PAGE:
Wanna feed 2 million people – or even 9 million – in less than 10 minutes?

If so, all you have to do is read a little and add your name to a letter. Sometimes advocacy is just that simple.

Illinois residents (along with those of Alaska, Indiana, Minnesota, Missouri, Montana, Nevada, Washington, Wisconsin, and West Virginia) have an opportunity – I would even say a duty – to influence legislation currently being considered in the Senate Commerce Committee that, if passed as is, takes away food from 2 million hungry people. Illinois Senator Dick Durbin is on that committee. Senator Durbin needs to hear that we, his constituents, want Section 318 out of the final version of The Coast Guard and Maritime Transportation Act of 2014. Why? From Bread for the World:

Section 318 increases shipping restrictions for U.S. food aid, and makes our food aid less efficient, increasing shipping costs by more than $75 million per year. The additional cost would be taken directly out of our nation’s food aid programs—literally out of the mouths of 2 million men, women and children. Both U.S. taxpayers and hungry people would lose from this unjust provision.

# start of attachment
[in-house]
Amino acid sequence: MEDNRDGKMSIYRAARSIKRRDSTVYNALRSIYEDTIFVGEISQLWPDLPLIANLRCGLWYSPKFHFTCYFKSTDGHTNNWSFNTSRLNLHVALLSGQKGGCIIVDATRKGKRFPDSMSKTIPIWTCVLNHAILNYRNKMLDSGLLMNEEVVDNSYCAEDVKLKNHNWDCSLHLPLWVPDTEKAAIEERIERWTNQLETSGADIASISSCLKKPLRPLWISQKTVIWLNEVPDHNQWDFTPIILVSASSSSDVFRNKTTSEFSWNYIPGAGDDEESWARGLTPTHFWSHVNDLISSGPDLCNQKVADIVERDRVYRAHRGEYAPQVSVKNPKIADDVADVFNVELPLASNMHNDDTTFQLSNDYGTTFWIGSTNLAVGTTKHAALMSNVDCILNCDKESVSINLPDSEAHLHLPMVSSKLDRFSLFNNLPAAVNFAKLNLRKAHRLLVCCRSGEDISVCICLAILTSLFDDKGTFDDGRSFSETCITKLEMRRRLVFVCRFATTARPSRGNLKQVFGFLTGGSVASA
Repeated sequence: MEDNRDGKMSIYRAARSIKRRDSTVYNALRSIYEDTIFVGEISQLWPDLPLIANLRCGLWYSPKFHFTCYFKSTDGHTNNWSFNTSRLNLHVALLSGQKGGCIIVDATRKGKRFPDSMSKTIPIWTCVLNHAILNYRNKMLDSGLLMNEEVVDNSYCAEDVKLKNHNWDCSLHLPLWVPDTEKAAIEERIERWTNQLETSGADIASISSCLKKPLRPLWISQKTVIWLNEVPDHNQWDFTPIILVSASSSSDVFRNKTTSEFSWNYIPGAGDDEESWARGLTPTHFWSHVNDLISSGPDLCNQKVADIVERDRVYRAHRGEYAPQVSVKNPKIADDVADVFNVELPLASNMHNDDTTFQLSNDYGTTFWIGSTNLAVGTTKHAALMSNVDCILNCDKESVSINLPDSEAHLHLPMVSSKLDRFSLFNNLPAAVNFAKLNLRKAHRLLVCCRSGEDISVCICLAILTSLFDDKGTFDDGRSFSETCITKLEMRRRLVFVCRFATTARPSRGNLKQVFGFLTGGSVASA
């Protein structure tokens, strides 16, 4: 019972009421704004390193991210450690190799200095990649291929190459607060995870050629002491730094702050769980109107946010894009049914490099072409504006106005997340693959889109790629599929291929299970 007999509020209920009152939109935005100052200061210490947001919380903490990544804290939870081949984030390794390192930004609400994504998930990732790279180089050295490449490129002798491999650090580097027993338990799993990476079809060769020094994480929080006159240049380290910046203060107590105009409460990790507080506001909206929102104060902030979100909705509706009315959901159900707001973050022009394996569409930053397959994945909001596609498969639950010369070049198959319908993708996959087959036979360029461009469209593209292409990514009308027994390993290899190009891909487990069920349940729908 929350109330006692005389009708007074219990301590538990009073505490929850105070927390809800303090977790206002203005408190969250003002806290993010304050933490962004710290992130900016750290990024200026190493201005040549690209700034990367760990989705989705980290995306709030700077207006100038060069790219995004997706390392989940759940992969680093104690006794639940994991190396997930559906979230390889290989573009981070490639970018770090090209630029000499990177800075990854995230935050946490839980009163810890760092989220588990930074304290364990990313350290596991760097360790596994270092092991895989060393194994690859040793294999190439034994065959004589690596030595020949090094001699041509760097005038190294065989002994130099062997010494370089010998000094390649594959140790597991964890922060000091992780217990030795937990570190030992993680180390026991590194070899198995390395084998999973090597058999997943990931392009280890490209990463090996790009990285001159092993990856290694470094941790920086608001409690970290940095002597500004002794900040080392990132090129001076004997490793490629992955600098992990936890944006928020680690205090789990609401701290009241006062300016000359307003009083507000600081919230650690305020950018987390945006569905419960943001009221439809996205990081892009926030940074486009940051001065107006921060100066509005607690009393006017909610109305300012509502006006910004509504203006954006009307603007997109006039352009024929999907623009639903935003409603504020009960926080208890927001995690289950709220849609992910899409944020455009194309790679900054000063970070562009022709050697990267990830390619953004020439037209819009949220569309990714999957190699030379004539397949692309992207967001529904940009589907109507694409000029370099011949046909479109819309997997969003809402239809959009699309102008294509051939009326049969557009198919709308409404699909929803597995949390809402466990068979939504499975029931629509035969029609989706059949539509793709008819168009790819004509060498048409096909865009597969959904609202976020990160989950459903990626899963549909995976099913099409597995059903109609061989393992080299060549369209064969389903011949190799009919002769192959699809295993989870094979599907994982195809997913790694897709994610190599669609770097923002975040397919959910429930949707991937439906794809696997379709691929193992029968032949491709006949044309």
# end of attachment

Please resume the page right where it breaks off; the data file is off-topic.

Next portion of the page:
Additionally, a bipartisan bill, The Food for Peace Reform Act of 2014, was introduced this week. If passed it could feed up to nine million hungry people by making U.S. food aid more efficient. The United Methodist Church’s General Board of Church and Society joined several other organizations supporting this bill, asking for it to be passed quickly.

With help from our friends at Bread for the World, each of us can raise our voice with and for hungry neighbors just by adding our name to a single letter which will be delivered to our Senators and Representatives on June 10. (Full text of the letter is also below.)